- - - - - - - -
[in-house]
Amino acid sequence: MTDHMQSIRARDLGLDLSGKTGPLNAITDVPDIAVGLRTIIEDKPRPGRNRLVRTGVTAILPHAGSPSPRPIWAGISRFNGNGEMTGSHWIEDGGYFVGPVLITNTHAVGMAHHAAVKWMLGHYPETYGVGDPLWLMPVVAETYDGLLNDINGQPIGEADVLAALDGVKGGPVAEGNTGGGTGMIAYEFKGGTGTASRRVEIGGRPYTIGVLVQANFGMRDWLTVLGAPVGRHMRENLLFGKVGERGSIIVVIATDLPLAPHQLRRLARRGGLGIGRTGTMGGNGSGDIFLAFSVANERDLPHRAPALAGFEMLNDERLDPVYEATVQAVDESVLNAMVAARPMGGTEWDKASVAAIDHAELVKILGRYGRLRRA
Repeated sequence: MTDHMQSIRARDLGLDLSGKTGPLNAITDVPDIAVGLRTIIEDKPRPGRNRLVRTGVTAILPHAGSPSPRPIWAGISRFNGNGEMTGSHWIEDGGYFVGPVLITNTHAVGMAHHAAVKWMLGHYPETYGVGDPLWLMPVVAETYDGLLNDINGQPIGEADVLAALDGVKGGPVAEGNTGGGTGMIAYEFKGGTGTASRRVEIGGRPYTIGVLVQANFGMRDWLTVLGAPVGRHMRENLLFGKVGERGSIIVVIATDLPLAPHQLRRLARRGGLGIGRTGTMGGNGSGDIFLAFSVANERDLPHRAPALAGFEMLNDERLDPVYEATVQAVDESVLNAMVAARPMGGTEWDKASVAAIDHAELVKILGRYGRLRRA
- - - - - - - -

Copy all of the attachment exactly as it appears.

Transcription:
[in-house]
Amino acid sequence: MTDHMQSIRARDLGLDLSGKTGPLNAITDVPDIAVGLRTIIEDKPRPGRNRLVRTGVTAILPHAGSPSPRPIWAGISRFNGNGEMTGSHWIEDGGYFVGPVLITNTHAVGMAHHAAVKWMLGHYPETYGVGDPLWLMPVVAETYDGLLNDINGQPIGEADVLAALDGVKGGPVAEGNTGGGTGMIAYEFKGGTGTASRRVEIGGRPYTIGVLVQANFGMRDWLTVLGAPVGRHMRENLLFGKVGERGSIIVVIATDLPLAPHQLRRLARRGGLGIGRTGTMGGNGSGDIFLAFSVANERDLPHRAPALAGFEMLNDERLDPVYEATVQAVDESVLNAMVAARPMGGTEWDKASVAAIDHAELVKILGRYGRLRRA
Repeated sequence: MTDHMQSIRARDLGLDLSGKTGPLNAITDVPDIAVGLRTIIEDKPRPGRNRLVRTGVTAILPHAGSPSPRPIWAGISRFNGNGEMTGSHWIEDGGYFVGPVLITNTHAVGMAHHAAVKWMLGHYPETYGVGDPLWLMPVVAETYDGLLNDINGQPIGEADVLAALDGVKGGPVAEGNTGGGTGMIAYEFKGGTGTASRRVEIGGRPYTIGVLVQANFGMRDWLTVLGAPVGRHMRENLLFGKVGERGSIIVVIATDLPLAPHQLRRLARRGGLGIGRTGTMGGNGSGDIFLAFSVANERDLPHRAPALAGFEMLNDERLDPVYEATVQAVDESVLNAMVAARPMGGTEWDKASVAAIDHAELVKILGRYGRLRRA